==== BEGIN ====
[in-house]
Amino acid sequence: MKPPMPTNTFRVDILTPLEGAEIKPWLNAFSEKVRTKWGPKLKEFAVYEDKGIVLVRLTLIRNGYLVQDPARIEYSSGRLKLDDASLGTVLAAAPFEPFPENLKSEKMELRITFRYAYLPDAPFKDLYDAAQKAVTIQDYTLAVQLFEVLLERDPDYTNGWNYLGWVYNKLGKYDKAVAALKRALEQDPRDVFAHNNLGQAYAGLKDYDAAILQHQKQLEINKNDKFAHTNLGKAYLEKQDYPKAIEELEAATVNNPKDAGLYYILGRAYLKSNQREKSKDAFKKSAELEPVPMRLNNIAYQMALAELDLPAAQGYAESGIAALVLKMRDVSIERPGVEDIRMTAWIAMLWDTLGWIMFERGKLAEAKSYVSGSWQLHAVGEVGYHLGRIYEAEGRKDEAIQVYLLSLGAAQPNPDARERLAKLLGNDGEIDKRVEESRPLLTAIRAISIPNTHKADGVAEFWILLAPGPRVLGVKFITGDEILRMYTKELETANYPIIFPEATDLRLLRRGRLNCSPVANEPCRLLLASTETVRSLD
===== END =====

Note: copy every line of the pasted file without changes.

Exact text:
[in-house]
Amino acid sequence: MKPPMPTNTFRVDILTPLEGAEIKPWLNAFSEKVRTKWGPKLKEFAVYEDKGIVLVRLTLIRNGYLVQDPARIEYSSGRLKLDDASLGTVLAAAPFEPFPENLKSEKMELRITFRYAYLPDAPFKDLYDAAQKAVTIQDYTLAVQLFEVLLERDPDYTNGWNYLGWVYNKLGKYDKAVAALKRALEQDPRDVFAHNNLGQAYAGLKDYDAAILQHQKQLEINKNDKFAHTNLGKAYLEKQDYPKAIEELEAATVNNPKDAGLYYILGRAYLKSNQREKSKDAFKKSAELEPVPMRLNNIAYQMALAELDLPAAQGYAESGIAALVLKMRDVSIERPGVEDIRMTAWIAMLWDTLGWIMFERGKLAEAKSYVSGSWQLHAVGEVGYHLGRIYEAEGRKDEAIQVYLLSLGAAQPNPDARERLAKLLGNDGEIDKRVEESRPLLTAIRAISIPNTHKADGVAEFWILLAPGPRVLGVKFITGDEILRMYTKELETANYPIIFPEATDLRLLRRGRLNCSPVANEPCRLLLASTETVRSLD